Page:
@matteol answered your question. Here is some further info about this.
During Isearch, keys you press that are defined in
isearch-mode-map act according to their bindings there. Keys that are not defined in that keymap act as they would outside Isearch.
C-b is not bound in
isearch-mode-map, and its
global-map binding of
backward-char is invoked when you use it during Isearch. That exits Isearch. Likewise for
<left> (bound to
left-char globally) and other cursor-movement keys.
If you use Isearch+ then you can customize user option
isearchp-initiate-edit-commands to specify that various commands (typically cursor movement commands) should not exit Isearch but should instead initiate Isearch edit.
This is a convenience feature, so you can just hit
C-b to both: (1) initiate editing of the Isearch pattern and (2) move the cursor within that pattern. This is so convenient that by default the option value does include both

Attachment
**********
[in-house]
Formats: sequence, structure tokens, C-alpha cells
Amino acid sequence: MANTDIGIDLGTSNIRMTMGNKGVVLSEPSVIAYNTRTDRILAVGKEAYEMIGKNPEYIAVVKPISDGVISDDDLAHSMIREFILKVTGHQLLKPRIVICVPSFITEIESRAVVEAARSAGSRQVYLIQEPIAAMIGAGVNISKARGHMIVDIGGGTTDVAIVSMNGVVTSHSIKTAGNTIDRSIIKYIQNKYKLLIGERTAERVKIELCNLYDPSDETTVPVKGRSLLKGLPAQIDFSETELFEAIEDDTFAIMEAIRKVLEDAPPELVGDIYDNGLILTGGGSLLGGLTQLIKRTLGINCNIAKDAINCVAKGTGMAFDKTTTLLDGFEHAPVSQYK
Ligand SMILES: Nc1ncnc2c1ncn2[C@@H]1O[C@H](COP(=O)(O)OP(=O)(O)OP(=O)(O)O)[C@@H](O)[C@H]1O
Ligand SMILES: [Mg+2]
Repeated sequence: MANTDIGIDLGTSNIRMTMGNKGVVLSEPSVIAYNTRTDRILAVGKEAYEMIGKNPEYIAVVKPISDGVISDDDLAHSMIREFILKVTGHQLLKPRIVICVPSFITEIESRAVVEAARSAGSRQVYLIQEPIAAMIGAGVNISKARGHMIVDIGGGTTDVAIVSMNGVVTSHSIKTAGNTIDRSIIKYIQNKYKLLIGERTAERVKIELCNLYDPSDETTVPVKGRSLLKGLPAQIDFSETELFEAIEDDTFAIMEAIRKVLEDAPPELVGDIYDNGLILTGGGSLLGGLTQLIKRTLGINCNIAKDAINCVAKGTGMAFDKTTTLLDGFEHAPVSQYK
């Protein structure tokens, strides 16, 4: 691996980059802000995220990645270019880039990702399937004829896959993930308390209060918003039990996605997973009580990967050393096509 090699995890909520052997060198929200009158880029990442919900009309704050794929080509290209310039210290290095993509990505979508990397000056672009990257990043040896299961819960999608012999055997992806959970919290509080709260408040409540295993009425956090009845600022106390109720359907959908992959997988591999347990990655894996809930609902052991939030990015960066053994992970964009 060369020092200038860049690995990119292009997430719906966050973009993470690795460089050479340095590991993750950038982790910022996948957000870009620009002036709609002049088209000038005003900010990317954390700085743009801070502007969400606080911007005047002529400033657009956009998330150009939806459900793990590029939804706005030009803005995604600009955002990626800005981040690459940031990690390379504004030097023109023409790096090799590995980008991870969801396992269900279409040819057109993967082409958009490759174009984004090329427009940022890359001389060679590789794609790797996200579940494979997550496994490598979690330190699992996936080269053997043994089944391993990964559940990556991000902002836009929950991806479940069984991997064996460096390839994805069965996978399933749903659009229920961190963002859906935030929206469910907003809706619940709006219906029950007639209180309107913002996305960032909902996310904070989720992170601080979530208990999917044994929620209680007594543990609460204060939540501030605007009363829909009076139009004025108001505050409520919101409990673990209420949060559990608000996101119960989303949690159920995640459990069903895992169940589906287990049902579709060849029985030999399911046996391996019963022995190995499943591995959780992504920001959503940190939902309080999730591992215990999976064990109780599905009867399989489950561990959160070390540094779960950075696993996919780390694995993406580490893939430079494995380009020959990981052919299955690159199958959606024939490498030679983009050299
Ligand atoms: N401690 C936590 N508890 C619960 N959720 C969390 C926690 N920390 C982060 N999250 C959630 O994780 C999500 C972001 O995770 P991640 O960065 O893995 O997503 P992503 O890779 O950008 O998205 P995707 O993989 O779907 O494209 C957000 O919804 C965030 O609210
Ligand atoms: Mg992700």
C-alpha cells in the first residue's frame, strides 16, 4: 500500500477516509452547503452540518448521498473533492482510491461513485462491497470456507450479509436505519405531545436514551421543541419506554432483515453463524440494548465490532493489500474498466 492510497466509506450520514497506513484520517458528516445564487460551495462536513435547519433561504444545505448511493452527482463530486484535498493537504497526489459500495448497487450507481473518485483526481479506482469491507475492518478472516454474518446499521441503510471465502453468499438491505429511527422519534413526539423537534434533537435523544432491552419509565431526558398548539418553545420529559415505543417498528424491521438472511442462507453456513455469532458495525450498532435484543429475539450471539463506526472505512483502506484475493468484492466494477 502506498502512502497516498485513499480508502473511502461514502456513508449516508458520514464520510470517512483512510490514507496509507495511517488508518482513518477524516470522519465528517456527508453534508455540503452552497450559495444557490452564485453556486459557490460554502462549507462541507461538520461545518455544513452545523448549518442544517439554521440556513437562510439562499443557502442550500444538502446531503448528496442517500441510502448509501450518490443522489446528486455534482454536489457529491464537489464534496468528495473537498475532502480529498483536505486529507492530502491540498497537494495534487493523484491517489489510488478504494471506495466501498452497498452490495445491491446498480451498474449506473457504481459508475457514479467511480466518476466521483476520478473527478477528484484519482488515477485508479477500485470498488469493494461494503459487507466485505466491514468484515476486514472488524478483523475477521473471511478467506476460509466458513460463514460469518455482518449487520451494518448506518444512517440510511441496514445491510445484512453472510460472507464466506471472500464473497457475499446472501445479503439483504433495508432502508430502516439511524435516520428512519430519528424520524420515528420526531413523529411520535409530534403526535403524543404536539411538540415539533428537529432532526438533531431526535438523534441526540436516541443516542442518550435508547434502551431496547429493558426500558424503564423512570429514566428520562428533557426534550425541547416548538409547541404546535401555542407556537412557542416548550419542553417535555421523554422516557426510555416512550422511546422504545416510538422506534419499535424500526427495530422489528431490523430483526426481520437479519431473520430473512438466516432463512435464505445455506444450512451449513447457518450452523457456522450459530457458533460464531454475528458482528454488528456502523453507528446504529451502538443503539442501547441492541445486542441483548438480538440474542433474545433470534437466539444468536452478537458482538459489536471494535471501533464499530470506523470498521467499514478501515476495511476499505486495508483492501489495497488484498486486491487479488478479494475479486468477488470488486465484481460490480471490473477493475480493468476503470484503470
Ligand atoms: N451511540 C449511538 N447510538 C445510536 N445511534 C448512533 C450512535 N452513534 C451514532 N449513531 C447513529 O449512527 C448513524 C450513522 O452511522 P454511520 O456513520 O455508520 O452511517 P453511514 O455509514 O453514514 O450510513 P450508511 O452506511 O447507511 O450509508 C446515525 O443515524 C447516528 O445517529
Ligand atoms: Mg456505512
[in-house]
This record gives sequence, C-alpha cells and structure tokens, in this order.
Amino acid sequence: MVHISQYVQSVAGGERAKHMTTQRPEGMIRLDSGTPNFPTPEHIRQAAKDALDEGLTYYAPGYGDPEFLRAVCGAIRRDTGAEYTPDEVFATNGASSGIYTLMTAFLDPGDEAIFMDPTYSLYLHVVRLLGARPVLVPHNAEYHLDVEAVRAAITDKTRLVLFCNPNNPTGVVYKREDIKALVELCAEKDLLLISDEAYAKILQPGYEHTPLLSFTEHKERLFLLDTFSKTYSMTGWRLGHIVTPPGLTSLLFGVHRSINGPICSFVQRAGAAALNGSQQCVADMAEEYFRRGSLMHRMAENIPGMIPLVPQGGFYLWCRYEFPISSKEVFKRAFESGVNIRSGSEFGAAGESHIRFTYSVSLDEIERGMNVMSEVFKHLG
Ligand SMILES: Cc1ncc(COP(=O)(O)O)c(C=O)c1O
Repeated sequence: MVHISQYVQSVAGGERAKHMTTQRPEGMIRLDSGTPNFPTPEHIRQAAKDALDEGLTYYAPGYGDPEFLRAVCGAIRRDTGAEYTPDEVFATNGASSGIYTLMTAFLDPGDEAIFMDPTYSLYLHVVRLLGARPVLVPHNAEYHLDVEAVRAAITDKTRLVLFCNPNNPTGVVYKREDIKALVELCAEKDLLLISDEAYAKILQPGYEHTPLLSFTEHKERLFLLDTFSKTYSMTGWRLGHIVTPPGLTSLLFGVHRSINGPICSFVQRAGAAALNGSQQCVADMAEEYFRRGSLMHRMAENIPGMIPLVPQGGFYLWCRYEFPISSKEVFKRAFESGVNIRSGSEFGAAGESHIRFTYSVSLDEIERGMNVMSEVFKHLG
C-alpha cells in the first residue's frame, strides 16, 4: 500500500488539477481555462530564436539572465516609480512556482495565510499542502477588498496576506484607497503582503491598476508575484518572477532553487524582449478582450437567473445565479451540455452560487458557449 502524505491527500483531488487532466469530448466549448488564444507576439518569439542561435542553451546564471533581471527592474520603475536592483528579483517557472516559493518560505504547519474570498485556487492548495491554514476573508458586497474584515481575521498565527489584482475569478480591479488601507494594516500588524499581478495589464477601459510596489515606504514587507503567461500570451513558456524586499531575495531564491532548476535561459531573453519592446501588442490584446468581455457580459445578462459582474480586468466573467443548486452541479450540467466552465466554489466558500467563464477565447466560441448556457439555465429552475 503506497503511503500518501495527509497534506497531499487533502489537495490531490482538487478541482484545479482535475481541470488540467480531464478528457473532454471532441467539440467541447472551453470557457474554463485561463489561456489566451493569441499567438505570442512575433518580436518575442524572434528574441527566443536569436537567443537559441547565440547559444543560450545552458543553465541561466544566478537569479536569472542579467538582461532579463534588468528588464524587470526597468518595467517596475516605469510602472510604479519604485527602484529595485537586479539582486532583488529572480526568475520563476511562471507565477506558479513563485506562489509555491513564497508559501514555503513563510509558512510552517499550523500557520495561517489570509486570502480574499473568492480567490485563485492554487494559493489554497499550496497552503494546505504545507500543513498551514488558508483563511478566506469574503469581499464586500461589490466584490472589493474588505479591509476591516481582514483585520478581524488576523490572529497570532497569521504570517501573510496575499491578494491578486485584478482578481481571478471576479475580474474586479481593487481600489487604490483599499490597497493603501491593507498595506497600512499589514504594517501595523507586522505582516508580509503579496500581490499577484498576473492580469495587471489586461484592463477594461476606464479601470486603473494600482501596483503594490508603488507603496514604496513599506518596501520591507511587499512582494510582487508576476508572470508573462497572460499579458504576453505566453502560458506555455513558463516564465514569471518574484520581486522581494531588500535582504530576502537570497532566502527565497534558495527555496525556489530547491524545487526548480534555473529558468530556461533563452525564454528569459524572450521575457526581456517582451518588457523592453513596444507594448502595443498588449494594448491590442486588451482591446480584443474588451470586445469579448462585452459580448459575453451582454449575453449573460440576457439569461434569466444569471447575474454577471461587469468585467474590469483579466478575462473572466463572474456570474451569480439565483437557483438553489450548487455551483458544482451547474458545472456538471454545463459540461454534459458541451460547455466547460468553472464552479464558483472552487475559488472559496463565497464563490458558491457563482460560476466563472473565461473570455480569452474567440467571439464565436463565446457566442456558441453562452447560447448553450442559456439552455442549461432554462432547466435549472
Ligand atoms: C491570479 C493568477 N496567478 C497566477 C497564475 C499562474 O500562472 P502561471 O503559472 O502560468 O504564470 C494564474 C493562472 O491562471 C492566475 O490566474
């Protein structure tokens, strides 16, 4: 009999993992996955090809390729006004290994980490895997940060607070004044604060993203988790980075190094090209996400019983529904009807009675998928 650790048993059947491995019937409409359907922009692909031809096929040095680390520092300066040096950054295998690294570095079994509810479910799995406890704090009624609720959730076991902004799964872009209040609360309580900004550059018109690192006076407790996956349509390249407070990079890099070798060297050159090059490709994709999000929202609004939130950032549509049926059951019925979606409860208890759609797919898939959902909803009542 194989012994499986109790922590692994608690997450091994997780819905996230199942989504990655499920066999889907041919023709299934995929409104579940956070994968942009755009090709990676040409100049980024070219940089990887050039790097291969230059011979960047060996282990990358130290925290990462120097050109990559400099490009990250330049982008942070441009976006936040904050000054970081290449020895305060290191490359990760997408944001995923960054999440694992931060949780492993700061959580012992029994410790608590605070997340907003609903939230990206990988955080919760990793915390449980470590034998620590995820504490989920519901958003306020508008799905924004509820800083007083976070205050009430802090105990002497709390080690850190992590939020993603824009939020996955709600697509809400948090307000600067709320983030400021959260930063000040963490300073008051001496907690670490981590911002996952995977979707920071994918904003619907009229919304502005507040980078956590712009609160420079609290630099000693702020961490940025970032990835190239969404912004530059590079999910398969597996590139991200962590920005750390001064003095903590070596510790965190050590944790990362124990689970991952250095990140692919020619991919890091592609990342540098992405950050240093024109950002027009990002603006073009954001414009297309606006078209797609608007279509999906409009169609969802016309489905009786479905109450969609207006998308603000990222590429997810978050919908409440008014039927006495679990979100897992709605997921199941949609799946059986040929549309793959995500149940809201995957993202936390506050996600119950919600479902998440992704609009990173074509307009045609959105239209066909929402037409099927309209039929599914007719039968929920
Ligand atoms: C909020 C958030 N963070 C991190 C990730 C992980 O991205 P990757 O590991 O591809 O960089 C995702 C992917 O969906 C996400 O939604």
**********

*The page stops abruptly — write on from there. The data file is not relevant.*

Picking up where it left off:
C-b (as well as
C-M-b, which back the cursor up by a word and a sexp, respectively).
C-h v isearchp-initiate-edit-commands says:
isearchp-initiate-edit-commands is a variable defined in
Its value is
(backward-char left-char backward-sexp backward-word left-word)
This variable can be risky when used as a file-local variable.
Commands whose key bindings initiate Isearch edit.
When invoked by a key sequence, Isearch edits the search string,
applying the command to it immediately.
Commands you might want to include here are typically commands that
move point to the left, possibly deleting text along the way.
Set this to
nil if you always want all such commands to exit Isearch
and act on the buffer text.
You can customize this variable.